“How is it known that the word, its meaning and their relation are already established? From an example of the world. In the common world one uses words after learning their meaning, one does not make effort to create them. An effort of creation is done towards those things which are produced. For instance, someone has something to do with a pot. He goes to a potter’s house and says : “make a pot [for mel; I have something to do with it”. But one who wants to use words does not go to a grammarian’s house to say: “make words [for me); I have to use them”. Simply after learning their meaning, one uses words”. (Mahabhaya, vol. 1 p. 7, 1. 26 sqq.).

Thus language is a heritage. Its meaning is the world. Like the world it is given to man. Man does not create it. It is already realized, when man uses it. And as far as one goes back in the memory of men, language has always been felt as given by ancestors. From the idea of an already established entity one is led to the idea of an eternal one. Language is an eternal, non-created entity.

Religion enjoys a similar status. None of its components, rites, prayers, spiritual exercises, is accepted as created by man. The devotee proclaims it is given to him. One learns the rites, as one learns a language. One does not create rites for himself. Like the word, the rite is already established when it is performed. It is not an action never done before. It already has its structure and shape. The action of the devotee is only a new actualization. And from the idea of an already established rite one is led to the idea of an eternal one.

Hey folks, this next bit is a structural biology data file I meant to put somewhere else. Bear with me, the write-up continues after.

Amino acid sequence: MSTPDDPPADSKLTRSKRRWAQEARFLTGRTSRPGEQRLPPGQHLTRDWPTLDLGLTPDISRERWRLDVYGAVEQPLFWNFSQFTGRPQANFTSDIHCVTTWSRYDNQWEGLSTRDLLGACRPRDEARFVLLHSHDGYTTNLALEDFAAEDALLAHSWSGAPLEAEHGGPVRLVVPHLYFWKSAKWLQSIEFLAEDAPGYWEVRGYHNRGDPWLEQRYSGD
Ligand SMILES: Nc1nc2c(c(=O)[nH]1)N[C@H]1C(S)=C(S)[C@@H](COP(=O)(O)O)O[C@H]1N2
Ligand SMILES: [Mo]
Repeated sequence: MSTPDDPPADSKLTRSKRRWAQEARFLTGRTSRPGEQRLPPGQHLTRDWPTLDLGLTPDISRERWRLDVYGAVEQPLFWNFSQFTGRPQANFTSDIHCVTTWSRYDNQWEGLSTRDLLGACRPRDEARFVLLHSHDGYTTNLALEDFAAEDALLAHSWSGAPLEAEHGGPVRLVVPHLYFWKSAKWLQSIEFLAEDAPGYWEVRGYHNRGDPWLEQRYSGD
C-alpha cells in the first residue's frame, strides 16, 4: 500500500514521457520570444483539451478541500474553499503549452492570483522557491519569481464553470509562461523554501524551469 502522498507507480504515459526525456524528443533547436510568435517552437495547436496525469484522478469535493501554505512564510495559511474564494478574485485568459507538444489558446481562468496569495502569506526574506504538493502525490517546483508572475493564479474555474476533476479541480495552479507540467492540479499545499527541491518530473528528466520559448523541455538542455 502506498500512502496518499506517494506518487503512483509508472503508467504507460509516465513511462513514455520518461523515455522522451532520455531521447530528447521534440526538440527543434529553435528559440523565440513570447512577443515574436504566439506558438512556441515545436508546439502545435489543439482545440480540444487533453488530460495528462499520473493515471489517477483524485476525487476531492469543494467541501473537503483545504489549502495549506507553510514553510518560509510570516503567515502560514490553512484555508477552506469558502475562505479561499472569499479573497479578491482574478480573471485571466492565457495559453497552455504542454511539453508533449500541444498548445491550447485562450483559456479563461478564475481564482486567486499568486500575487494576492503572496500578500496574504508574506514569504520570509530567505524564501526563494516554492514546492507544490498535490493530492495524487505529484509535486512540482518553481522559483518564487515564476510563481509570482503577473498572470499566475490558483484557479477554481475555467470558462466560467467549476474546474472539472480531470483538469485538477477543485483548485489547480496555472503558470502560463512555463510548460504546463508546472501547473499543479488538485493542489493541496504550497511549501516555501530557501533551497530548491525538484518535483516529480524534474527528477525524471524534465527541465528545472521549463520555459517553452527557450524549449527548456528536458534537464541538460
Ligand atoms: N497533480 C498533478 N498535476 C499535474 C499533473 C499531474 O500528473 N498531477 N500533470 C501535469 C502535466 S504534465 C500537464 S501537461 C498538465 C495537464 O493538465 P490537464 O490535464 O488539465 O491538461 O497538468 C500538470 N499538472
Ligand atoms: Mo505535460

The rite is eternal. What about the text describing the rite? The author of the text is not told to be the creator of the rite. He only claims to describe it objectively. The ritualistic text represents the conscious knowledge the devotee has about the rites when he performs them, as grammar is the conscious knowledge a speaker has about the words used by him. The specialists of ritualistic literature claim something more. They say their knowledge of rites is also a heritage. One learns rites from a teacher, and as far as one goes back in the memory of men, the knowledge of rites is conceived as received from earlier teachers. Thus this knowledge is given as eternal. Its value, its authority is derived from its eternity. The sacred text which imparts this knowledge draws its authority from its ad equation to it. It is thus conceived as a speech form of the knowledge. And the speech form also is told to be eternal. The definition of a Tantra is the knowledge present in the mind of the performer of the rites, and the text which imparts this knowledge to him. Knowledge and text are the same eternal entity.